A veteran National League utility infielder is on the free agent market. The KC Royals should consider spending the money reasonably necessary to add him to their roster.
Whit Merrifield is the quintessential baseball jack-of-all-trades, willing and able to play well anywhere he’s needed. Since his 2016 big league debut, Merrifield has played seven different positions for the KC Royals and twice led the majors in hits, twice led the American League in stolen bases (with one major league base theft title), tied for the big league triples lead, and ranked high in several other offensive categories. Like his versatility, his four-season .296/.344/.445 slash and 110 OPS+ speak for themselves
Although Merrifield is probably best suited for second base and hasn’t pitched or caught, he’s played everywhere in the outfield and every infield position except shortstop. But the club’s continuing center and right field deficiencies sparked early offseason speculation that Merrifield’s utility role would be limited in 2020 to allow him more time in center and right.
The Royals’ recent acquisition of Maikel Franco both altered and accelerated the club’s plans for Merrifield. To make room for Franco at third, Hunter Dozier is moving to right field, a move making any significant time Merrifield might play there largely unnecessary. Instead, Merrifield is slated to take over center; although Franco’s lineup-shifting acquisition contributed to the switch, it is more likely the failures of Bubba Starling and Brett Phillips to win the job that most accounts for the change.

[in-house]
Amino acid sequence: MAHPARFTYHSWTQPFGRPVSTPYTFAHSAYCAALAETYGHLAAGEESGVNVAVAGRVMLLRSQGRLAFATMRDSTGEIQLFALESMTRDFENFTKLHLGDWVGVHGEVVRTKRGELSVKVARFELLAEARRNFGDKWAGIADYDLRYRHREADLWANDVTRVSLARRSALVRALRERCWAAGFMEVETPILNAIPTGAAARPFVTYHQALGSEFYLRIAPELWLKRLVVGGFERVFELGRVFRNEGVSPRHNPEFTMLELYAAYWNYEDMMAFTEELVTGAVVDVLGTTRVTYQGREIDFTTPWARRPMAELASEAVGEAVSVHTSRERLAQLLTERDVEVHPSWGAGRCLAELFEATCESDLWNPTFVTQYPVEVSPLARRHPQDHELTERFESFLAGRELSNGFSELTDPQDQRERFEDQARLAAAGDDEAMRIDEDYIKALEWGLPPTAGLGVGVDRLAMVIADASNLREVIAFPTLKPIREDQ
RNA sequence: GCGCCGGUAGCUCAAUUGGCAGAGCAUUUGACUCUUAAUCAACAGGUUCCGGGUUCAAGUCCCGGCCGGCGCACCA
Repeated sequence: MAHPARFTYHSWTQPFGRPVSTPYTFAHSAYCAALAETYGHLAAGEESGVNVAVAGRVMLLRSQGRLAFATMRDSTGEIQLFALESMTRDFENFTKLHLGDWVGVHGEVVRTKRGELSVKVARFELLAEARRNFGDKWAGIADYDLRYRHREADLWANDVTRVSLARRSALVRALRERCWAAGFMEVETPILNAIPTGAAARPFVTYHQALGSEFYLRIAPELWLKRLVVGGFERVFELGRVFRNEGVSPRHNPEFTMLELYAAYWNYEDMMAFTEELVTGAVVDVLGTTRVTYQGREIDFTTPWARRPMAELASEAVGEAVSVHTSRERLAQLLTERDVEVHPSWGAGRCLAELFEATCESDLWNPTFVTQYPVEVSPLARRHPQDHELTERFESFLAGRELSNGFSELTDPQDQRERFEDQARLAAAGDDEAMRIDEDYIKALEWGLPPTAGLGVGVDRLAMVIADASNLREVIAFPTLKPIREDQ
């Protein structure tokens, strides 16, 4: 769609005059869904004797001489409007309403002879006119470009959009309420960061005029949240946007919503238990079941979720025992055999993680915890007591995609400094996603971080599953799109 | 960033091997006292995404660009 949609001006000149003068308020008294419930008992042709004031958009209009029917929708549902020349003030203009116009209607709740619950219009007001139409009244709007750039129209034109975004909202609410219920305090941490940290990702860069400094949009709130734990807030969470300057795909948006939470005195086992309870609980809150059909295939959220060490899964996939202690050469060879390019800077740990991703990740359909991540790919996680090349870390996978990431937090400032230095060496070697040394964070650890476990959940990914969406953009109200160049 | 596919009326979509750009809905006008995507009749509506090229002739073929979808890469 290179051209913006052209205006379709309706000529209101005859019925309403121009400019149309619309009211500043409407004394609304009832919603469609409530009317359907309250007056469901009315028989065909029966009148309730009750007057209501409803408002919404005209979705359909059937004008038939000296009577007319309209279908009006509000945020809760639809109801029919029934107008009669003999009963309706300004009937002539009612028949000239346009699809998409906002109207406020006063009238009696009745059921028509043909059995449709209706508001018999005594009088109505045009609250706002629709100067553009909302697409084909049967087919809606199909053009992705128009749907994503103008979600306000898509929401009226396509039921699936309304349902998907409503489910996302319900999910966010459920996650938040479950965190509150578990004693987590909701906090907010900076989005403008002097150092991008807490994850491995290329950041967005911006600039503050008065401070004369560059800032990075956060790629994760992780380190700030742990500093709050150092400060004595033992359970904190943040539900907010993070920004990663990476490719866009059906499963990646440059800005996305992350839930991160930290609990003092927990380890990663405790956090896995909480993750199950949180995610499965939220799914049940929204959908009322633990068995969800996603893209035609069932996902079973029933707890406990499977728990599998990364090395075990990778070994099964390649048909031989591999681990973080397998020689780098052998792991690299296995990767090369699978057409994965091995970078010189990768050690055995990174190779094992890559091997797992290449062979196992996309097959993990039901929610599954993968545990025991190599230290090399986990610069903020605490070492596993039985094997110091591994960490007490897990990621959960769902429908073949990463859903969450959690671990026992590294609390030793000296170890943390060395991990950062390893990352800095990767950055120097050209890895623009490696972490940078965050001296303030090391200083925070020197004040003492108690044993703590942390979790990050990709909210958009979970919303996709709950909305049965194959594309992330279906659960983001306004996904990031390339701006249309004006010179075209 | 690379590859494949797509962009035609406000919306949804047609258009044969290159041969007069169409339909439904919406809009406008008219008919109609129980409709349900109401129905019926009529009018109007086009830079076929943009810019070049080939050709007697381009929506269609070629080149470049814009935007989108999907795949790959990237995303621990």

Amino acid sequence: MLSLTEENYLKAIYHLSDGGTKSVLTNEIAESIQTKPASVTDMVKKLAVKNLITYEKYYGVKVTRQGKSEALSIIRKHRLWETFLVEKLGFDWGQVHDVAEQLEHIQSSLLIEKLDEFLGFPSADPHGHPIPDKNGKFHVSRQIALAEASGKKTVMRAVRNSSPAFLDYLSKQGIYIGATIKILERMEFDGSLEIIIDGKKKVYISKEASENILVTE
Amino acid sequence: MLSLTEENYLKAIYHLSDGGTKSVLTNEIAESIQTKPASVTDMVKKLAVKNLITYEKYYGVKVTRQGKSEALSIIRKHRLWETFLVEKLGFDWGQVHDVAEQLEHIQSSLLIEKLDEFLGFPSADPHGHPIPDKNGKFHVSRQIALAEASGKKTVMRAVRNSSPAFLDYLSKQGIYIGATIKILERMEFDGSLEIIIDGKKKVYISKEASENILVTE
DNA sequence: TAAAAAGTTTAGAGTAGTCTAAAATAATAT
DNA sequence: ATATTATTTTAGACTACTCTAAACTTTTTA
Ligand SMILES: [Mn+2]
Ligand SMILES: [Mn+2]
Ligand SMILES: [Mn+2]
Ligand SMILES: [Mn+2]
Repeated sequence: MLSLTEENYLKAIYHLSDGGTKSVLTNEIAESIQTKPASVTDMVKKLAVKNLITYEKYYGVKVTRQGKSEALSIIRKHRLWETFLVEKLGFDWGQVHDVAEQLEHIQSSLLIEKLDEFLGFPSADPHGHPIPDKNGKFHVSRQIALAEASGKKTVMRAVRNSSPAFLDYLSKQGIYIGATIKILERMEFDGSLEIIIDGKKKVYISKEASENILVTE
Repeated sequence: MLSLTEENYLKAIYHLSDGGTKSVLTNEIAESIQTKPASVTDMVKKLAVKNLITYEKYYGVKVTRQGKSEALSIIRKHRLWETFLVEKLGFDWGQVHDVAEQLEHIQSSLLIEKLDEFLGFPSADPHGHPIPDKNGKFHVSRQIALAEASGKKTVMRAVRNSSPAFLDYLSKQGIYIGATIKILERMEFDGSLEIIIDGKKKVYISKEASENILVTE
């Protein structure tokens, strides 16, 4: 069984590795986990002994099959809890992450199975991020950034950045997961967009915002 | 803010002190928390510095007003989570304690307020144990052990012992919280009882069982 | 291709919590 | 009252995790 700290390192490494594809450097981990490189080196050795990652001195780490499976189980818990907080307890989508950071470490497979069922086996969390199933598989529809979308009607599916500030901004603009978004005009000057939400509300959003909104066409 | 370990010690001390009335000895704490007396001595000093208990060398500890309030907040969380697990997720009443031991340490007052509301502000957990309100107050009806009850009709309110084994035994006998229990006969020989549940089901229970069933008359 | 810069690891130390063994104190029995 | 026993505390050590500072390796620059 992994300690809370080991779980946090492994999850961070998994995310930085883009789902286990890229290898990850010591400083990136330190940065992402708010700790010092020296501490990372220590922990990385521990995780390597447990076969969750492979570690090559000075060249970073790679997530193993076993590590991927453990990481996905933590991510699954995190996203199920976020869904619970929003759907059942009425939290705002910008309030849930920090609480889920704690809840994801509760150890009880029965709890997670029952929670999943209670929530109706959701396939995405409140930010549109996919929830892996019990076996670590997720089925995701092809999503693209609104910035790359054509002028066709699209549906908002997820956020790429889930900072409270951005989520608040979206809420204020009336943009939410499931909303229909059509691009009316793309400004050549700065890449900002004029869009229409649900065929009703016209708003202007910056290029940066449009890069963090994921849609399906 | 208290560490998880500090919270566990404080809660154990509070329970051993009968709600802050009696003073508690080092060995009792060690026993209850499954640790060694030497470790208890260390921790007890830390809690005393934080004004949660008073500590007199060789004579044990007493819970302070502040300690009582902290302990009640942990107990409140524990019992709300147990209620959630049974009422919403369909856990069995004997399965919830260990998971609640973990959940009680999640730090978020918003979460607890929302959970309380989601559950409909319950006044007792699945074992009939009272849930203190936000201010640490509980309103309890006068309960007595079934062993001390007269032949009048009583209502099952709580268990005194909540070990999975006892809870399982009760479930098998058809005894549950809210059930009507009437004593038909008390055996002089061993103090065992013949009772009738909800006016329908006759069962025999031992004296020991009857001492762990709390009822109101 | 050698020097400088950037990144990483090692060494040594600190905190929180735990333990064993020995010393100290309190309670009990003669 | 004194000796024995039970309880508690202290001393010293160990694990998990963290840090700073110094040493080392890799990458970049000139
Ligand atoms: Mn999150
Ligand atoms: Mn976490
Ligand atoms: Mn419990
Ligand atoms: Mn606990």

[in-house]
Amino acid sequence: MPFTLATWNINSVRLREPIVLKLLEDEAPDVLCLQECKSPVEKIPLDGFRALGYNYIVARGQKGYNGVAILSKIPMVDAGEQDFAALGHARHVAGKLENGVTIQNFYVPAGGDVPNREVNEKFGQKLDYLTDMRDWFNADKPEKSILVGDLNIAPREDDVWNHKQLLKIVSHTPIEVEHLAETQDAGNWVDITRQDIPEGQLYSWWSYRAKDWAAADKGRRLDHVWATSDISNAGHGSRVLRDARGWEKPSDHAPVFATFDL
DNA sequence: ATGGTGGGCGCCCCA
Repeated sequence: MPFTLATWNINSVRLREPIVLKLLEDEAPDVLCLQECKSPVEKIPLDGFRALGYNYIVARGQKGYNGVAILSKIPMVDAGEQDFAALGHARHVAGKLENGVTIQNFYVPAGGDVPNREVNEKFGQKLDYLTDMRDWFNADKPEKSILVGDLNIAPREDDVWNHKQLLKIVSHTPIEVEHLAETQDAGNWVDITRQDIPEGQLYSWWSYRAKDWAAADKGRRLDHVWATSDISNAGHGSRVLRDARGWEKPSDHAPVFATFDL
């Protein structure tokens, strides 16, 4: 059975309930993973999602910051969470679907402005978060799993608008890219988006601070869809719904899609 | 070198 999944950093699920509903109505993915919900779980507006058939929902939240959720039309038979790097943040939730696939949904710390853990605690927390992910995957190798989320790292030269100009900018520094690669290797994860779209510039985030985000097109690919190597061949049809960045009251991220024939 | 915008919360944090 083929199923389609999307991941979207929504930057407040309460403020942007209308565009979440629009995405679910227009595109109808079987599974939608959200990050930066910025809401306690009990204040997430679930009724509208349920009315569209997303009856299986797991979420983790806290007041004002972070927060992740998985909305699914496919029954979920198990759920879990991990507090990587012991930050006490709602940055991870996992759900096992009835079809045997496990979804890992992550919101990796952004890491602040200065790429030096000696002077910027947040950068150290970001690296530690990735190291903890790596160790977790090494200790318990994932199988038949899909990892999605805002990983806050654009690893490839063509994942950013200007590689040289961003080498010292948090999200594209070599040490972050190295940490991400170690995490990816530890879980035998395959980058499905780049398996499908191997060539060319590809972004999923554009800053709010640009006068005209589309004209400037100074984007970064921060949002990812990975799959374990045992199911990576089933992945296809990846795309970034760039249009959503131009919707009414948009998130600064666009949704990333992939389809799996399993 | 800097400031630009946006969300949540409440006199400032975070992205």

The Royals’ reliance on Merrifield to play center, however, may–with the emphasis on may–eventually raise a perplexing question: what to do if Adalberto Mondesi, the team’s oft-injured rising star shortstop, gets hurt again? While injuries to other key players can raise similar concerns, it is harm to Mondesi that likely poses the most complex personnel issue. Mondesi’s two 2019 shoulder injuries and recent corrective surgery make his readiness by Opening Day uncertain and compound concerns about replacing him.
Should injury again befall Mondesi, an unfortunate but all too foreseeable possibility considering his history, the Royals would likely replace him with second baseman Nicky Lopez, whose natural position is shortstop, a spot from which his defense has drawn past raves. (Humberto Arteaga is an option, but Lopez would be better, especially if Mondesi were sidelined for a considerable time). Because second base is probably Merrifield’s best position, Merrifield would presumably replace Lopez.
But therein lies the rub–moving Merrifield out of center, where the KC Royals apparently now want him to spend most of his time, weakens a position desperately in need of the strength Merrifield otherwise gives it. Unless the club acquires an established outfielder, center would be left to the survivor of the anticipated contest between Phillips and Starling, neither of whom have displayed an appetite for major league pitching. Leaving Merrifield in center would be best, but who would play second until the lineup returned to normal?